Shaquille O’Neal, the basketball legend wants in on the Atlantic City real-estate market by developing an apartment complex in a long vacant plot next to the now shuttered Revel casino. It appears that his long wait might finally be ending in a few months.
Back in March of 2013, Shaq and real-estate developer, Wasseem Boraie had received a $30 million loan from the Atlantic City Casino Redevelopment Authority (RDA) for their apartment complex proposal called The Beach at South Inlet. The expected cost of the 250-unit apartment project was $61 million.
However, since then, the RDA decided to go back to the drawing board after the Revel and Showboat casinos closed, and the Trump Taj Mahal began struggling financially.
It is now being reported that the Authority appears to be giving itself a bit more time to deliberate on the proposal by extending the loan expiration date to January 29th. So in the next few months, Shaq should know whether he and Mr. Boraie can proceed with The Inlet project or not.
Wasseem Boraie, the executive vice president of Boraie Development LLC expressed eagerness to get started with the project. He further revealed that they had received outside funding from the New Jersey Housing and Mortgage Finance Agency and the partners were rearing to start, pending approval from the RDA.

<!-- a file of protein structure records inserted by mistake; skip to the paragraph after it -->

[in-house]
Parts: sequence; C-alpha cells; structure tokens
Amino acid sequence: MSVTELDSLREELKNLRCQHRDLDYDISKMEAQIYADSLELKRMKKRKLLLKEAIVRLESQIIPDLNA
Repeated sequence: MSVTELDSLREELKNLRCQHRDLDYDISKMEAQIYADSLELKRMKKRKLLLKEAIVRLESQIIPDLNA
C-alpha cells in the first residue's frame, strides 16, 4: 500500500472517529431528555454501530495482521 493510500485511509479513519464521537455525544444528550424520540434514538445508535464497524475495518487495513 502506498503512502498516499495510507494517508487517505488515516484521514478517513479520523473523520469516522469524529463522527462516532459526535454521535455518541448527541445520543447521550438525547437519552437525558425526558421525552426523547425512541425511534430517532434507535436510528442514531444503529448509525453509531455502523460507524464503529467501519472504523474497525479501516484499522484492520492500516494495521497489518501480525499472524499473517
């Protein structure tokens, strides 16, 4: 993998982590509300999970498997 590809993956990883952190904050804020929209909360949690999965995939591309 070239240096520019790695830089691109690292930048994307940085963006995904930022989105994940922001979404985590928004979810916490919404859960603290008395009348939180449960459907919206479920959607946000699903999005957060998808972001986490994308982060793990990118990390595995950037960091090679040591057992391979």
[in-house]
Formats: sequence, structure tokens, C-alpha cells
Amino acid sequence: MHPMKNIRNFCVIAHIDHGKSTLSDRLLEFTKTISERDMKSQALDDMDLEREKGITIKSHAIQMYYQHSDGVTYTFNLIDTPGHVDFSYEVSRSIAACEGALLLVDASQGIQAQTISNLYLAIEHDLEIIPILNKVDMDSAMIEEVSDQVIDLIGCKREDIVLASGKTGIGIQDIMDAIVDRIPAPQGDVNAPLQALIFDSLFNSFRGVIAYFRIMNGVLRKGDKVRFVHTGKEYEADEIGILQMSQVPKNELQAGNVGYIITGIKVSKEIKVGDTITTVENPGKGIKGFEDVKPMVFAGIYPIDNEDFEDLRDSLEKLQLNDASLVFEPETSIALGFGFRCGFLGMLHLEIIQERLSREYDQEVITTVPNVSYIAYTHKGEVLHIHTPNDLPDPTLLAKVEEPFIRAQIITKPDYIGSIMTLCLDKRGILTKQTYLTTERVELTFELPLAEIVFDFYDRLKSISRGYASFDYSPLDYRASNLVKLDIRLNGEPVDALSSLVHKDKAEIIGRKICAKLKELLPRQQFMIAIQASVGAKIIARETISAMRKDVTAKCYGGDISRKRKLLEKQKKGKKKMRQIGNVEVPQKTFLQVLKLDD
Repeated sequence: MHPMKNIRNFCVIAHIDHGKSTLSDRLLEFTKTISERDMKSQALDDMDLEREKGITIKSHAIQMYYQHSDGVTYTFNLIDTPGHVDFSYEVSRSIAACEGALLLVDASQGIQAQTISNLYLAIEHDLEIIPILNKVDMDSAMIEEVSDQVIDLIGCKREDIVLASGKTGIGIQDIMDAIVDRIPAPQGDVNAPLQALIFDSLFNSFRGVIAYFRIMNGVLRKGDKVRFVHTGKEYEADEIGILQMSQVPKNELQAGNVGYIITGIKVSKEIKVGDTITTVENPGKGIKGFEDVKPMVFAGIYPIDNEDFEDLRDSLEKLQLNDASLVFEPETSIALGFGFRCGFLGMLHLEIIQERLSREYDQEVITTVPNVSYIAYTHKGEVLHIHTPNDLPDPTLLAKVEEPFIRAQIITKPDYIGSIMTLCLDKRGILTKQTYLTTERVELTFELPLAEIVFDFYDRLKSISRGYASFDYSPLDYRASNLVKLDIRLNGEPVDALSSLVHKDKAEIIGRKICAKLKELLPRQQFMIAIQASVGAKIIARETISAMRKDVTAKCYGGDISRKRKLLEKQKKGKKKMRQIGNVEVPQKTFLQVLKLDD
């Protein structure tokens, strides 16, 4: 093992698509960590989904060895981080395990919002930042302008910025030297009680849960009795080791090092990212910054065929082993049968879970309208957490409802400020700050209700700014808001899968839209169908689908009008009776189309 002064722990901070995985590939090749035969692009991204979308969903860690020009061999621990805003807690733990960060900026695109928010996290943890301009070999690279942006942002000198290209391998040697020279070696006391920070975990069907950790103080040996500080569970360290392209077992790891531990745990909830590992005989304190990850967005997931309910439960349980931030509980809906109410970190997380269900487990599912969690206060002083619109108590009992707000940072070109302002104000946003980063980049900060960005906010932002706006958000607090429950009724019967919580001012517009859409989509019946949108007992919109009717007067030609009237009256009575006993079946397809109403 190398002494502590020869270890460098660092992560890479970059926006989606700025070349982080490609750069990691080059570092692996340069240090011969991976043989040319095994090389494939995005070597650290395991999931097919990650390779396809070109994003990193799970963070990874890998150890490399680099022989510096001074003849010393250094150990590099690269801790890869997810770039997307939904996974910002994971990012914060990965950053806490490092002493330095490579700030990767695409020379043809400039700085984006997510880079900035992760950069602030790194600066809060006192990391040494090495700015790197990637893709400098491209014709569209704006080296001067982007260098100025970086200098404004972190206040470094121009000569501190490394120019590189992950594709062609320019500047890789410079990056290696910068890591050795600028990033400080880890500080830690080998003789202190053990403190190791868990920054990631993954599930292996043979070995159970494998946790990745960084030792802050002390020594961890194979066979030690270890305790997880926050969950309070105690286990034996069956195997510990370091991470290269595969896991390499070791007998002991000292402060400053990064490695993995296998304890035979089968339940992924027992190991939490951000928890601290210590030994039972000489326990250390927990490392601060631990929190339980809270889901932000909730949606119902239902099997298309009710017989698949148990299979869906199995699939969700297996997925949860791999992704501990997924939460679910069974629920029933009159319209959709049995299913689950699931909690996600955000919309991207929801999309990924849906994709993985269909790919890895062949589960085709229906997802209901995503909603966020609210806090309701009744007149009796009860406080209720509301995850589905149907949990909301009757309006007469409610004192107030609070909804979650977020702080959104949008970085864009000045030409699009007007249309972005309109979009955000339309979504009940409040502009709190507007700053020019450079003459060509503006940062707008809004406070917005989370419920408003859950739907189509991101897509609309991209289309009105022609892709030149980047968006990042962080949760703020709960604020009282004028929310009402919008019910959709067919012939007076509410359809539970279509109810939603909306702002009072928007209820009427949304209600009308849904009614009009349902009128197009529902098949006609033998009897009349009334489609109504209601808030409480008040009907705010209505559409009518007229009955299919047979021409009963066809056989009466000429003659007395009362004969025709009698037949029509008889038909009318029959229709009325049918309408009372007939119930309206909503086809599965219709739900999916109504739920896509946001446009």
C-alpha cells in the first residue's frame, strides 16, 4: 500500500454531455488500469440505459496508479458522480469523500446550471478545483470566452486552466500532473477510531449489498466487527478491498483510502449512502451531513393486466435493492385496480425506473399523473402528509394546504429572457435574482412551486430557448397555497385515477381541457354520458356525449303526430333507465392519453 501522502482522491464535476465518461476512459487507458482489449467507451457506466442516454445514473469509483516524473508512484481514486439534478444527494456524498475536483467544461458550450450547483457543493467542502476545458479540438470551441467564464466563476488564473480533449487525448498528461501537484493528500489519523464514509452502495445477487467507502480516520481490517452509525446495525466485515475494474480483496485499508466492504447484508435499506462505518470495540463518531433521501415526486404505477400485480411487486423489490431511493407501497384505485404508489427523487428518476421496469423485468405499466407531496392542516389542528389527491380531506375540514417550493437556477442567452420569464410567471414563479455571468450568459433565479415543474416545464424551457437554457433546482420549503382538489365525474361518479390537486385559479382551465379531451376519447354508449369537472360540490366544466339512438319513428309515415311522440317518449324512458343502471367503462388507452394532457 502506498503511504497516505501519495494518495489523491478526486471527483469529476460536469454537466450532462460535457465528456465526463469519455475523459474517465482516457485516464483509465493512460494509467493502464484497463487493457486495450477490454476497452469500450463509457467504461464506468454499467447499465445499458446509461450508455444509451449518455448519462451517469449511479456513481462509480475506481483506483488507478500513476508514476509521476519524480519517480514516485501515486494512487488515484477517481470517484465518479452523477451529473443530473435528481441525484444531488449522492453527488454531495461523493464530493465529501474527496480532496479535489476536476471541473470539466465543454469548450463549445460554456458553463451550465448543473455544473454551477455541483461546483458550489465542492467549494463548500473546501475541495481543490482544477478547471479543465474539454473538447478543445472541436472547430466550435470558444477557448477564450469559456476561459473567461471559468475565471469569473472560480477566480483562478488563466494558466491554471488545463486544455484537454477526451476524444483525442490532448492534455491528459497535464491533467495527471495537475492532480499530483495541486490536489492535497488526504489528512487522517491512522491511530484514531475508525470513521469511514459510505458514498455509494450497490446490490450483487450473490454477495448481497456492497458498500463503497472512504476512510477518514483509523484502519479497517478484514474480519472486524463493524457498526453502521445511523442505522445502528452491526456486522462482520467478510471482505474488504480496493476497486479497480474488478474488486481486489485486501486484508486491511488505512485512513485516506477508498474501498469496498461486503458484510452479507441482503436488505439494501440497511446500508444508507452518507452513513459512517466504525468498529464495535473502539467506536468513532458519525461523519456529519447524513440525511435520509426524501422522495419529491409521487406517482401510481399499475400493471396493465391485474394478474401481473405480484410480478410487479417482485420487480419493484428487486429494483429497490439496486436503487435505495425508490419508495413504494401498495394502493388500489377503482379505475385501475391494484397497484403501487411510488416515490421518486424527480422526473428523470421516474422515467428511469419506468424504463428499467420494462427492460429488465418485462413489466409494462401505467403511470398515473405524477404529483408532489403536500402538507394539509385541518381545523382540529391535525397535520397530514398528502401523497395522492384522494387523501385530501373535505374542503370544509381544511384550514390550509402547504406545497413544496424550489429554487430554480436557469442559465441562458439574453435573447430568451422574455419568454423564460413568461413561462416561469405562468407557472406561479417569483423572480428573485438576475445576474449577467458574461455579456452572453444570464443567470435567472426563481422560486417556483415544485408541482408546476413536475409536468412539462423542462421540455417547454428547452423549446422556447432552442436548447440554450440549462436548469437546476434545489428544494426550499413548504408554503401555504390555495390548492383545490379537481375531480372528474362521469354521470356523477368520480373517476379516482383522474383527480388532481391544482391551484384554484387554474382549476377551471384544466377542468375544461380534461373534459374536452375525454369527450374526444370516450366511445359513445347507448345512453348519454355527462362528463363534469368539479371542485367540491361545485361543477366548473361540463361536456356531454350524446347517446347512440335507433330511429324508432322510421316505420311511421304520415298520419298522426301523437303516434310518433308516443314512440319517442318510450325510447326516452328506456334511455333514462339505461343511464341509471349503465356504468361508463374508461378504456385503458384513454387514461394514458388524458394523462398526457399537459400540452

Mr. Boraie’s company develops real-estate projects in New Jersey and employs approximately 20-49 people. It has an annual revenue of $10 to $20 million. He is the son of Omar Boraie, who founded the company, and proved many naysayers wrong by building a successful high rise project for luxury apartments in New Brunswick.
Much like his dad, Wasseem has long been a proponent of developing several small projects in parallel, with joint financing from private parties as well as state and local authorities. He believes that such a strategy could see a renaissance in the real-estate scene of Newark and other New Jersey cities. In a recent panel discussion at the Newark NRE Summit, he praised Newark city officials for taking this approach and expressed hope that other cities would follow suit.